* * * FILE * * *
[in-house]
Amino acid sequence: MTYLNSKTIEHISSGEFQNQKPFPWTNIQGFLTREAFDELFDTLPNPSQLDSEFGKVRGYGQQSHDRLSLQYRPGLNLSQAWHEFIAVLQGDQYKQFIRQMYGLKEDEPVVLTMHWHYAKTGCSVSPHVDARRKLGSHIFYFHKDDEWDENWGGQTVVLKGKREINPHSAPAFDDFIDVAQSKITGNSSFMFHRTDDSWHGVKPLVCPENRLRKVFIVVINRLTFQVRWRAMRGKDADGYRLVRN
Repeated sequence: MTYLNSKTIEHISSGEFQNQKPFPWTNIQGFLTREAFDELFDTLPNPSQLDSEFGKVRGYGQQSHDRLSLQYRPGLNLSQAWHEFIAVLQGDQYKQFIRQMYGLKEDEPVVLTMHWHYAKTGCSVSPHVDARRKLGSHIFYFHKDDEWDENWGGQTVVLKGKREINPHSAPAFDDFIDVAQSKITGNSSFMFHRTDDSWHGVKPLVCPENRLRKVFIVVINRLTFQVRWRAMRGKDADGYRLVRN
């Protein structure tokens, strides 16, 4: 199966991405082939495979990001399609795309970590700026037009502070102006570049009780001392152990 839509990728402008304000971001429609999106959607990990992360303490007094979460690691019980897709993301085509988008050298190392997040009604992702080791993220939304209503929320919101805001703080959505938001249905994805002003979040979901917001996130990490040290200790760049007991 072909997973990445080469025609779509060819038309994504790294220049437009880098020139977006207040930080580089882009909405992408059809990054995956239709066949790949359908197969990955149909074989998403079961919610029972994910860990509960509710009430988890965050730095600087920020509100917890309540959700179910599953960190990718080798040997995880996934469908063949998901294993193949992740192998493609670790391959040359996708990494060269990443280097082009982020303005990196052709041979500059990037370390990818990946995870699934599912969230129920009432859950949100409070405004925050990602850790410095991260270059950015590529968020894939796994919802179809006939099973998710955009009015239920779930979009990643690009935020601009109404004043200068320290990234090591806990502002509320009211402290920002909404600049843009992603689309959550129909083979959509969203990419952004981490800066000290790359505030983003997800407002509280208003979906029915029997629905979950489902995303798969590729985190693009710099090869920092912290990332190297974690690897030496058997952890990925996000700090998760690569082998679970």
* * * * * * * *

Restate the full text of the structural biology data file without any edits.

[in-house]
Amino acid sequence: MTYLNSKTIEHISSGEFQNQKPFPWTNIQGFLTREAFDELFDTLPNPSQLDSEFGKVRGYGQQSHDRLSLQYRPGLNLSQAWHEFIAVLQGDQYKQFIRQMYGLKEDEPVVLTMHWHYAKTGCSVSPHVDARRKLGSHIFYFHKDDEWDENWGGQTVVLKGKREINPHSAPAFDDFIDVAQSKITGNSSFMFHRTDDSWHGVKPLVCPENRLRKVFIVVINRLTFQVRWRAMRGKDADGYRLVRN
Repeated sequence: MTYLNSKTIEHISSGEFQNQKPFPWTNIQGFLTREAFDELFDTLPNPSQLDSEFGKVRGYGQQSHDRLSLQYRPGLNLSQAWHEFIAVLQGDQYKQFIRQMYGLKEDEPVVLTMHWHYAKTGCSVSPHVDARRKLGSHIFYFHKDDEWDENWGGQTVVLKGKREINPHSAPAFDDFIDVAQSKITGNSSFMFHRTDDSWHGVKPLVCPENRLRKVFIVVINRLTFQVRWRAMRGKDADGYRLVRN
């Protein structure tokens, strides 16, 4: 199966991405082939495979990001399609795309970590700026037009502070102006570049009780001392152990 839509990728402008304000971001429609999106959607990990992360303490007094979460690691019980897709993301085509988008050298190392997040009604992702080791993220939304209503929320919101805001703080959505938001249905994805002003979040979901917001996130990490040290200790760049007991 072909997973990445080469025609779509060819038309994504790294220049437009880098020139977006207040930080580089882009909405992408059809990054995956239709066949790949359908197969990955149909074989998403079961919610029972994910860990509960509710009430988890965050730095600087920020509100917890309540959700179910599953960190990718080798040997995880996934469908063949998901294993193949992740192998493609670790391959040359996708990494060269990443280097082009982020303005990196052709041979500059990037370390990818990946995870699934599912969230129920009432859950949100409070405004925050990602850790410095991260270059950015590529968020894939796994919802179809006939099973998710955009009015239920779930979009990643690009935020601009109404004043200068320290990234090591806990502002509320009211402290920002909404600049843009992603689309959550129909083979959509969203990419952004981490800066000290790359505030983003997800407002509280208003979906029915029997629905979950489902995303798969590729985190693009710099090869920092912290990332190297974690690897030496058997952890990925996000700090998760690569082998679970």